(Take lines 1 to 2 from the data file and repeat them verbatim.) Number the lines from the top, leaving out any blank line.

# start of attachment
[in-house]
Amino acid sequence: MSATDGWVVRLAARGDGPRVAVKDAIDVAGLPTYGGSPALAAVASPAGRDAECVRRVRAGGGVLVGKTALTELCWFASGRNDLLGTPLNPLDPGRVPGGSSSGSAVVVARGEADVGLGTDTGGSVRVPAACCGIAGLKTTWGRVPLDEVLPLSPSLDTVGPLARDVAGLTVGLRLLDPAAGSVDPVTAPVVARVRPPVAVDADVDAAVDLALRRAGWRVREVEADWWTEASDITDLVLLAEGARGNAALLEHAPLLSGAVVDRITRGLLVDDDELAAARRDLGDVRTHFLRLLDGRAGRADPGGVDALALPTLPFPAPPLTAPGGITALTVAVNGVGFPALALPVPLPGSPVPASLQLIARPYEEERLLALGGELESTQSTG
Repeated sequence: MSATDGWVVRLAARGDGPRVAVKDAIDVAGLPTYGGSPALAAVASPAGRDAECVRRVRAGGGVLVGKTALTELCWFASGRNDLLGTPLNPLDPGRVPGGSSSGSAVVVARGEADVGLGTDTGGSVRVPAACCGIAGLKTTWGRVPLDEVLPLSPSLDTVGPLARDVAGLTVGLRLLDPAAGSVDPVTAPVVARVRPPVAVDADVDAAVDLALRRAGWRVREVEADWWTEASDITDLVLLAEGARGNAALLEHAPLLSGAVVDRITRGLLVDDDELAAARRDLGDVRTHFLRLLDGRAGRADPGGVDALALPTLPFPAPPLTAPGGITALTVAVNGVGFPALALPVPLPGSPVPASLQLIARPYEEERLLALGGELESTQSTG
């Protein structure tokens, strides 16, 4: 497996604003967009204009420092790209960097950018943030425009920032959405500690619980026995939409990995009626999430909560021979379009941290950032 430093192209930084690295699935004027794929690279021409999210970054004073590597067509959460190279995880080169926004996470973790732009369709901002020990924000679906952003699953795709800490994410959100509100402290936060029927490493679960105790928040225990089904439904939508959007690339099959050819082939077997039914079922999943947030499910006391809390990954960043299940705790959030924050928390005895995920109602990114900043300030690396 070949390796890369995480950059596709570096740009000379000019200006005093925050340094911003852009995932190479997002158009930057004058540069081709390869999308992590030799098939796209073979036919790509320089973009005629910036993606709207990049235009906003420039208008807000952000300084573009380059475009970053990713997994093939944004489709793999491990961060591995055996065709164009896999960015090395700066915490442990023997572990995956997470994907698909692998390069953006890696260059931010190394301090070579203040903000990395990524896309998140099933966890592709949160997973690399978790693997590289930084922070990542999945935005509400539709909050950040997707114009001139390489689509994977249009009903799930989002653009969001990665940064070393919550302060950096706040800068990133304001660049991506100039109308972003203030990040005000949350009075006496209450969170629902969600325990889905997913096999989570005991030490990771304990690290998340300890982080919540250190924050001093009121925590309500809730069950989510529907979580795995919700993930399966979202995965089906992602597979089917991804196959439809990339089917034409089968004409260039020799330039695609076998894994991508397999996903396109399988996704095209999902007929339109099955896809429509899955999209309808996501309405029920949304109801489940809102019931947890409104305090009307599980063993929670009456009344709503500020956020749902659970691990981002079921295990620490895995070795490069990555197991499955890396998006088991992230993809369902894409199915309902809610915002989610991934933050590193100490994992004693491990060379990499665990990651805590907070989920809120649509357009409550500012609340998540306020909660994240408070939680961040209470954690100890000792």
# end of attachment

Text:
[in-house]
Amino acid sequence: MSATDGWVVRLAARGDGPRVAVKDAIDVAGLPTYGGSPALAAVASPAGRDAECVRRVRAGGGVLVGKTALTELCWFASGRNDLLGTPLNPLDPGRVPGGSSSGSAVVVARGEADVGLGTDTGGSVRVPAACCGIAGLKTTWGRVPLDEVLPLSPSLDTVGPLARDVAGLTVGLRLLDPAAGSVDPVTAPVVARVRPPVAVDADVDAAVDLALRRAGWRVREVEADWWTEASDITDLVLLAEGARGNAALLEHAPLLSGAVVDRITRGLLVDDDELAAARRDLGDVRTHFLRLLDGRAGRADPGGVDALALPTLPFPAPPLTAPGGITALTVAVNGVGFPALALPVPLPGSPVPASLQLIARPYEEERLLALGGELESTQSTG